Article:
• Not to mention that, though Atwood focuses on Christian fundamentalism, the themes have already happened for women in some countries such as Iran, which regressed from its more liberal ideas decades ago when taken over by religious (Muslim) fundamentalists. See Nightmare Fuel.
  • Sci-Fi Ghetto: Margaret Atwood insists the book is Speculative Fiction, but not Science Fiction. "Science fiction has monsters and spaceships; speculative fiction could really happen." The book won the first Arthur C. Clarke award in 1987.
    • There are signs that Atwood's mellowed since then and the book is taught in University literature courses at least in Canada, France and the Netherlands.
  • Values Dissonance: If Luke cheated on his wife when he met June (as opposed to the two having separated and decided to divorce and him already moving on) while there's nothing odd in the 20th and 21st centuries about portraying a woman pursuing her own desires by sleeping with a married man as positive (though it is not without its own negative implications), it's not common for feminist works not to condemn a man who cheats on his wife or partner; as June is the narrator of the story, the text naturally has nothing negative to say about Luke's treatment of his first wife, thus portraying cheating on a woman as perfectly acceptable.

For the Series

  • Ensemble Darkhorse: Moira, Emily, and Janine are all very well-loved by the fandom. Especially impressive in Janine's case, since her original book incarnation wasn't very popular at all.
  • Fetish Fuel: The Handmaids are this In-Universe to some of the Commanders such as Fred and also customers at the brothel (they have prostitutes dressed as them there). Plus woman kissing each other, and many forms of dress from the old days which we see them wear too.
  • Mood Whiplash:
    • A more meta example while watching the series. The ads for women's clothing and alcohol are a real whiplash after watching the show.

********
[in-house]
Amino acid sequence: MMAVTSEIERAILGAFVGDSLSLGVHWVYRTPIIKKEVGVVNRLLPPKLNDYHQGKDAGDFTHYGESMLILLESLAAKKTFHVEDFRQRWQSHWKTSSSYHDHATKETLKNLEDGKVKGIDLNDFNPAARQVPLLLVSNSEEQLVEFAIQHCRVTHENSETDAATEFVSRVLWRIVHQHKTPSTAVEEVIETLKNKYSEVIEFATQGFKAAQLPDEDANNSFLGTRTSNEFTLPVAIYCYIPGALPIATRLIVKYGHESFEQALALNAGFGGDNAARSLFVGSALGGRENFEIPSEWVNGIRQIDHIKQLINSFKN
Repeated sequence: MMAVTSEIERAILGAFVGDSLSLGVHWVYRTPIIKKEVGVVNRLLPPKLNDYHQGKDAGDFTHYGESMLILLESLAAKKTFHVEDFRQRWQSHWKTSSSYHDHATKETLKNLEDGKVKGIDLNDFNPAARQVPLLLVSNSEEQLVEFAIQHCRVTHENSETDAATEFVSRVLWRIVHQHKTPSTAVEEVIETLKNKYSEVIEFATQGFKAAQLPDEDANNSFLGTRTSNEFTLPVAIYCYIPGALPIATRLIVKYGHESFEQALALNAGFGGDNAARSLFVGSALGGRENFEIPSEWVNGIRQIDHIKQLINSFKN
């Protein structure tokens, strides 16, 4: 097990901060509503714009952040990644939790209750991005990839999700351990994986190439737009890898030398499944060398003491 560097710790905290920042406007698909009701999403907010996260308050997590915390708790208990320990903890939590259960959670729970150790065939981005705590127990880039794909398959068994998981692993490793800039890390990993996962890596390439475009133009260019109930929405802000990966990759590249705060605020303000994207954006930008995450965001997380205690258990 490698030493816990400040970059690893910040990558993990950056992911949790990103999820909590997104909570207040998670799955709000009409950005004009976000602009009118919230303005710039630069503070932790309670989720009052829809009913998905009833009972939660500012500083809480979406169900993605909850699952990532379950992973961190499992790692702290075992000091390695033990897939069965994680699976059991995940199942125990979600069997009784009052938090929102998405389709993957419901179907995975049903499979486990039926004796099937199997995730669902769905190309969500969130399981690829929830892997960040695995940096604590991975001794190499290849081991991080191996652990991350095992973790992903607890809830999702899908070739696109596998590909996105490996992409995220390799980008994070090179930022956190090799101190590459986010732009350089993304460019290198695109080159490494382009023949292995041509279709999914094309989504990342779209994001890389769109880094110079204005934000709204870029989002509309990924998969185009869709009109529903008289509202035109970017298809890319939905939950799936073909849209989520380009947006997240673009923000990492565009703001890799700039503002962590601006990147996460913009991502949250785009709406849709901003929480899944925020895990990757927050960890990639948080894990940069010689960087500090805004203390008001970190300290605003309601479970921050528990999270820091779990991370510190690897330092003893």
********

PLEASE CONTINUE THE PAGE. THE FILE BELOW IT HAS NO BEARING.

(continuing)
• The pattern of episodes ending with upbeat music, that's usually chosen to be ironic in a very on-the-nose way, has had mixed reception from critics due to inducing this.
  • She Really Can Act: Even die hard Gilmore Girls fans have been critical of Alexis Bledel's portrayal of Rory Gilmore and her acting in general. Her performance as Ofglen in The Handmaid's Tale however has been universally praised.
  • Narm Charm: The slow-motion walk of Offred and the other Handmaid's at the end of "Nolite Te Bastardes Carborundorum" as Offred internally declares, "We are handmaids". Self-affirming while also cheesy.
  • Some Anvils Need to Be Dropped:
    • When oppressors like Aunt Lydia, Serena Joy, and even Commander Waterford show semblance of empathy or kindness, it's hollow in the long-run.
    • The consequences of misogyny owes a lot to men and the Female Misogynist that perpetuate it. Women who participate in the men's world of oppression, like Aunt Lydia and Serena Joy, end up hurting themselves, but worse, they end up hurting the women who didn't participate in the oppression in the first place.
    • Patriarchy and fundamentalist extremism hurt men - not just women. In addition to this, they create throny power imbalances. Even if Fred Waterford is unhappy, he still has the power to exploit Offred and has less repercussion for his actions. Also, no matter how much Nick is hurt by Gilead and might be a good guy, Offred calls out on his obliviousness of his power as an Eye., thus why it's depicted as hollow when he reveals his full name to Offred because at least he's allowed to keep a significant part of his identity, unlike a handmaid.
    • Tyranny doesn't happen all at once. It happens by those in power introducing small changes that people accept as normal until it's too late, or slowly boiling the proverbial frog.